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PechaKucha night in Flint is a “TED talk for people with a short attention span”

At PechaKucha 20x20, speakers have to tell the audience "Why Flint?" using 20 images and 400 seconds.
Mark Brush
/
Michigan Radio
At PechaKucha 20x20, speakers will tell the audience, "Why Flint?" in 20 images and 400 seconds.

You've heard of poetry slams, TED talks and the Moth. Now, we'll introduce you to PechaKucha 20x20, happening Thursday at Tenacity Brewing in Flint.

Pecha-Kucha-Ferrol_0.jpg
Credit Courtesy of David Stanley
Organizer David Stanley: "A friend of mine best explained [PechaKucha Night] as saying, 'It's a TED talk for people with a short attention span.'"

David Stanley, one of the organizers of the event, joined Stateside to explain what this presentation style is all about.  

"A friend of mine best explained it as saying, 'It's a TED talk for people with a short attention span,'" Stanley said. "You put together a talk ... supported by 20 images, and every 20 seconds ... a new image comes up. So, 400 seconds. 20 images. Boom. You're done with your talk, and then I introduce the next person and they come up on stage."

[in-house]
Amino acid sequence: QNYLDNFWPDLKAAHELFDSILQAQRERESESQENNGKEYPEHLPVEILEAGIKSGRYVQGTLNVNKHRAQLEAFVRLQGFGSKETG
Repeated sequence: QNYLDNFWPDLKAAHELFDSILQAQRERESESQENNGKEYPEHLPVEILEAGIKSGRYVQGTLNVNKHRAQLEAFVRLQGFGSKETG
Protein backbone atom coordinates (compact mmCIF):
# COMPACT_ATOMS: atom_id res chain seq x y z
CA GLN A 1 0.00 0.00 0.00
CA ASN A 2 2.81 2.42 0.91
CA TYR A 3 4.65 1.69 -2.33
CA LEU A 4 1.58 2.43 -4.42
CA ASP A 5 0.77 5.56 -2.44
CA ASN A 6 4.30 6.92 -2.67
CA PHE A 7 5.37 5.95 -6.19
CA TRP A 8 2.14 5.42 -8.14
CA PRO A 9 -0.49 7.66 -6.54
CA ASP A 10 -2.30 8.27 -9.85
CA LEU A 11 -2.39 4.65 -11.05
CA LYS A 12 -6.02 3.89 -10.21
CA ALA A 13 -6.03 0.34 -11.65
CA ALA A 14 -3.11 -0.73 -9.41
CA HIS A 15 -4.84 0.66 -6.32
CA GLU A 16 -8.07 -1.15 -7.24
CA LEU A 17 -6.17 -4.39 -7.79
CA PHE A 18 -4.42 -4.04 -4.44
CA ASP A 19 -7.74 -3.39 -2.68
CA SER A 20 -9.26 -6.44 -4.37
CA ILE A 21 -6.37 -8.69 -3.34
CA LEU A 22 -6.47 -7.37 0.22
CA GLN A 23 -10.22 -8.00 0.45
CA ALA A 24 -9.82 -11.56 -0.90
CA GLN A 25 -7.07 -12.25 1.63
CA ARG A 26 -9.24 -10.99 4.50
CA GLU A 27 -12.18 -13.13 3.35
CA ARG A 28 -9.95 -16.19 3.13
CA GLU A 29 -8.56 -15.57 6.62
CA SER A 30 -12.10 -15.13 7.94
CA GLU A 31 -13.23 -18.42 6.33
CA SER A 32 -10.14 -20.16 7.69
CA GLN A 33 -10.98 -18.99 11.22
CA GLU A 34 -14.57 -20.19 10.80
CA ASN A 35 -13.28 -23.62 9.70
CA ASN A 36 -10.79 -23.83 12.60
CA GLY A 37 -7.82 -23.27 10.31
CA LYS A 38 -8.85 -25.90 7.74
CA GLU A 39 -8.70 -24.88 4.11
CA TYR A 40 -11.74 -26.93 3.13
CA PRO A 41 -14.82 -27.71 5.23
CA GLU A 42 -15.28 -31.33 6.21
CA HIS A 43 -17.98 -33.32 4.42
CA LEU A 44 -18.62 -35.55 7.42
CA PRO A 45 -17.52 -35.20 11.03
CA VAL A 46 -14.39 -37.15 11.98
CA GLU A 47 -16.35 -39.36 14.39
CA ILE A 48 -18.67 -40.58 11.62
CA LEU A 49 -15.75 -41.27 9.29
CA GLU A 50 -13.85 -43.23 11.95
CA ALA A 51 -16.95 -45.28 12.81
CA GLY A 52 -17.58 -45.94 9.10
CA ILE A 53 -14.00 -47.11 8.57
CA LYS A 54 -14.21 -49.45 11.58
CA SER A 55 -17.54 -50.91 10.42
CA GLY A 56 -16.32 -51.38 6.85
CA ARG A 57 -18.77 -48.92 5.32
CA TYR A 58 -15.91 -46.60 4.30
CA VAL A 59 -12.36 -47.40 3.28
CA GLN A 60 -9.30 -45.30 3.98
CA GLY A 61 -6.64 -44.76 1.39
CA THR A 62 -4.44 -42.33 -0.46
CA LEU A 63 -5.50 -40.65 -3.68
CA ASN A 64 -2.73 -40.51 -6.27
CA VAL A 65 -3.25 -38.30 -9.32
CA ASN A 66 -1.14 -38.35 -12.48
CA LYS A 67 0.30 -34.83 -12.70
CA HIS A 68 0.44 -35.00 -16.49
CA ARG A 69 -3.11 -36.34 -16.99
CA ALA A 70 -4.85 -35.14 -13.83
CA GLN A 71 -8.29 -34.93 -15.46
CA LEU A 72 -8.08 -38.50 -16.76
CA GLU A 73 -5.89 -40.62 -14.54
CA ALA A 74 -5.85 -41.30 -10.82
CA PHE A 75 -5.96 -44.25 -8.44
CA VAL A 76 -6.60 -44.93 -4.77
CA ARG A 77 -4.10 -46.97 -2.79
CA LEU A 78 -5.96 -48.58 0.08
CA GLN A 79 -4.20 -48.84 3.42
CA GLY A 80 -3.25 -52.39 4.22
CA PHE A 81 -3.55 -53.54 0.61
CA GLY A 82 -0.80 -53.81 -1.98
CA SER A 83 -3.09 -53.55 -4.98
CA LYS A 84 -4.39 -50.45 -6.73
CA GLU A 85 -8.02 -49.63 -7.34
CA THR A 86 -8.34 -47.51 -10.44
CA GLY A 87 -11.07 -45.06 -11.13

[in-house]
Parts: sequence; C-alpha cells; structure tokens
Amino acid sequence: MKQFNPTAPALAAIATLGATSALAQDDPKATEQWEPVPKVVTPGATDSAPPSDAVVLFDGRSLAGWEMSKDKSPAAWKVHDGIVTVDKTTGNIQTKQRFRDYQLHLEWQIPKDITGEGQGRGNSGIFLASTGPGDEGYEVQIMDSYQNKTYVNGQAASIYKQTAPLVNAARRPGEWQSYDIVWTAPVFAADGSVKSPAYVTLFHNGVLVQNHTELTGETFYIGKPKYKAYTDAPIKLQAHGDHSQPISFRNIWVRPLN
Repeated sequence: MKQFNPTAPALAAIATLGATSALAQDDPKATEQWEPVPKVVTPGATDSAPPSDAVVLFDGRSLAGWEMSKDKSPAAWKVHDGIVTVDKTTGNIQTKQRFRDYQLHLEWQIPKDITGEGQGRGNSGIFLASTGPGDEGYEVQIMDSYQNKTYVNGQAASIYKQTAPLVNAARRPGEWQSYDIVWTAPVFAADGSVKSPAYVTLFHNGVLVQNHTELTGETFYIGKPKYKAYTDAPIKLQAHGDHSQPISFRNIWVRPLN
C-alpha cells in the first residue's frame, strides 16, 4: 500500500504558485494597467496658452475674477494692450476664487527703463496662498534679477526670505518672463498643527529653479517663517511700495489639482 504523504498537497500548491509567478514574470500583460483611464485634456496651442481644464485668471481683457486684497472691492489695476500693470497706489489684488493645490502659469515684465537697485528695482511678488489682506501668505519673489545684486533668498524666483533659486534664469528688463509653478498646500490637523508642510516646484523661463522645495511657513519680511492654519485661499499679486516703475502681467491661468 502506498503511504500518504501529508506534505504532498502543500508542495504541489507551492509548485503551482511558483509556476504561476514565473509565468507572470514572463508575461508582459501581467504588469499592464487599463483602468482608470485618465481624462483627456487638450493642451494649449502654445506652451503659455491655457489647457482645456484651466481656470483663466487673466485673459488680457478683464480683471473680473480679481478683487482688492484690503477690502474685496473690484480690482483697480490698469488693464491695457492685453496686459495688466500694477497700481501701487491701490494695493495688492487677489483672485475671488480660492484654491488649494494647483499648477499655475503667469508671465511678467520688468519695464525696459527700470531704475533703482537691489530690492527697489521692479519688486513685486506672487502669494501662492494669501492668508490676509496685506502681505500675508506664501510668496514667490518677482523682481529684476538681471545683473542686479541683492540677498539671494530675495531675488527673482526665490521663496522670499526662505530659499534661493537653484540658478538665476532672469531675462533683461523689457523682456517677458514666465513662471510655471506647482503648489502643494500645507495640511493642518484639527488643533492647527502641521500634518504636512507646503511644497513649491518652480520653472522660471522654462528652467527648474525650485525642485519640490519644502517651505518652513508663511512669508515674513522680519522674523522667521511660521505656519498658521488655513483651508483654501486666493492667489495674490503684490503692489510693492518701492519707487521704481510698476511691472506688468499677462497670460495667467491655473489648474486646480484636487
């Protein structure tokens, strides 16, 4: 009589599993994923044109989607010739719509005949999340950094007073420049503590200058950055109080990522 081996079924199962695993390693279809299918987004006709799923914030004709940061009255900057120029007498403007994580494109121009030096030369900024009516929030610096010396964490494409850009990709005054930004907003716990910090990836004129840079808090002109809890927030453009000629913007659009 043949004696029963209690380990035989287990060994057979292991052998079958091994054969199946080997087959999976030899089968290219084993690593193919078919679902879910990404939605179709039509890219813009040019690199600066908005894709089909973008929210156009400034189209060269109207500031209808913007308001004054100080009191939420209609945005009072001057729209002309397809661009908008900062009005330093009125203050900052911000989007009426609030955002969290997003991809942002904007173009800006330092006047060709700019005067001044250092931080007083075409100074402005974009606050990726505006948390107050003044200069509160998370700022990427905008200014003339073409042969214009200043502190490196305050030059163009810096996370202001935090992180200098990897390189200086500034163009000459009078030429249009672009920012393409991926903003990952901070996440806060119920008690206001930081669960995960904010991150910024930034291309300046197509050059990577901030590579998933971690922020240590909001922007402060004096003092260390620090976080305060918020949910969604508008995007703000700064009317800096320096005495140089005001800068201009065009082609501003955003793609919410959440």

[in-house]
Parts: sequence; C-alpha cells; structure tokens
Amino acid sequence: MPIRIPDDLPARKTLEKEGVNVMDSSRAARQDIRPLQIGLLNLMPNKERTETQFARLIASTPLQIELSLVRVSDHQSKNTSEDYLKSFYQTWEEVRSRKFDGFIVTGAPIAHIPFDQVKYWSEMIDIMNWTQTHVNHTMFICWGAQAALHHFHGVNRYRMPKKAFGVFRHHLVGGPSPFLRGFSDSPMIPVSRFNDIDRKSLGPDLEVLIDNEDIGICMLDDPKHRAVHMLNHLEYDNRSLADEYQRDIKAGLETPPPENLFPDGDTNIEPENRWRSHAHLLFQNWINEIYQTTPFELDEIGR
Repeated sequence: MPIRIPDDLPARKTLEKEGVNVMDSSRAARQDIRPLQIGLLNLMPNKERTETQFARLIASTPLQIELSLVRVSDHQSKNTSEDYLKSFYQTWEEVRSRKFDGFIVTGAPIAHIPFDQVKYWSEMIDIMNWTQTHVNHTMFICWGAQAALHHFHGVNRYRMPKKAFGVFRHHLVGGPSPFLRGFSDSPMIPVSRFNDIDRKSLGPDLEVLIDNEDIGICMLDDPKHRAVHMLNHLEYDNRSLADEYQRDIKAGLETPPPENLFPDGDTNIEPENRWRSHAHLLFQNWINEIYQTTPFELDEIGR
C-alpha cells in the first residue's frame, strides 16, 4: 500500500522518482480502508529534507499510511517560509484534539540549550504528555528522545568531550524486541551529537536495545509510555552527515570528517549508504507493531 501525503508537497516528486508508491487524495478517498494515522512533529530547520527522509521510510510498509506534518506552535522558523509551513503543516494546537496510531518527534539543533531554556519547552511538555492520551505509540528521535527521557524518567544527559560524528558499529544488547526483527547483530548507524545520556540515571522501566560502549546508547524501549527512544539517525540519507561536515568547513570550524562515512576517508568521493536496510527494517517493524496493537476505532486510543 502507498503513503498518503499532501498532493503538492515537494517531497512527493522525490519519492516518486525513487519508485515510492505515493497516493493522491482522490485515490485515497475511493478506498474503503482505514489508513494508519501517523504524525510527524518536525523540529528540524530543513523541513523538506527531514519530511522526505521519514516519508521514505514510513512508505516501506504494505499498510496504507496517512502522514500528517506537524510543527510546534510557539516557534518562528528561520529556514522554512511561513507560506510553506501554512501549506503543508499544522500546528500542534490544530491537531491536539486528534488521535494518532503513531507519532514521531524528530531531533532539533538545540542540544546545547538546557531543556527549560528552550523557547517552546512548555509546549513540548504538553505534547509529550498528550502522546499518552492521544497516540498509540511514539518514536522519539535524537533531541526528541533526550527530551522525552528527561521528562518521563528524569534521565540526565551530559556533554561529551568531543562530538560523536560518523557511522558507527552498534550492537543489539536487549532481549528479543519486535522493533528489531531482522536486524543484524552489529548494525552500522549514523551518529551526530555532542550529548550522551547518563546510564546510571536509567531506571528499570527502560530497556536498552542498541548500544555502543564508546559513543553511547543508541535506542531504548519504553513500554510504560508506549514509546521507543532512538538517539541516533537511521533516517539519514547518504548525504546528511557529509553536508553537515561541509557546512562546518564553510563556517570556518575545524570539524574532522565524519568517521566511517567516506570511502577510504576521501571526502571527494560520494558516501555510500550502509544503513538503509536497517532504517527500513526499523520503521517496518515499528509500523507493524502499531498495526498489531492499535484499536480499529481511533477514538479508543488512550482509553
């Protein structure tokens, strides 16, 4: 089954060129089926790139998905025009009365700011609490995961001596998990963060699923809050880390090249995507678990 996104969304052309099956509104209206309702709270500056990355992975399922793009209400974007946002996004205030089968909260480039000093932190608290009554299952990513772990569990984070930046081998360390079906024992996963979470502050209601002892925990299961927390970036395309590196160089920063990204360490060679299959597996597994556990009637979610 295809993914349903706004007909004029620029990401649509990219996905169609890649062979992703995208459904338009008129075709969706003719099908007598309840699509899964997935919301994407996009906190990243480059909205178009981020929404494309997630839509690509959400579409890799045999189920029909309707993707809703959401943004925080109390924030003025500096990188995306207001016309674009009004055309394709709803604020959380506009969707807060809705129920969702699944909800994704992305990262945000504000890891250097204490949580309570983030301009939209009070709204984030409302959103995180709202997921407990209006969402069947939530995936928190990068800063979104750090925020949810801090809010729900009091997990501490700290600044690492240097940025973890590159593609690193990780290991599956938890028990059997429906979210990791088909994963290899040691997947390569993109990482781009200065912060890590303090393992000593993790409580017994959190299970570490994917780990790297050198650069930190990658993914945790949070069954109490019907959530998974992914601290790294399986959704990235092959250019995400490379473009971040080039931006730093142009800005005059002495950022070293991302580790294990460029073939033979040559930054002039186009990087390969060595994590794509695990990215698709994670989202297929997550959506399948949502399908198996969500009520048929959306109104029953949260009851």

The theme of the night is "Why Flint?" and Stanley has recruited "12 of the most innovative thinkers" he could find in the community to give their own answers to that question.

Listen to the full interview above to hear how PechaKucha originated from architects in Japan. You'll also hear about some of the speakers Stanley brought in for the show.

An example of PechaKucha from a Grand Rapids event in July 2016:

(Subscribe to the Stateside podcast on iTunesGoogle Play, or with this RSS link)

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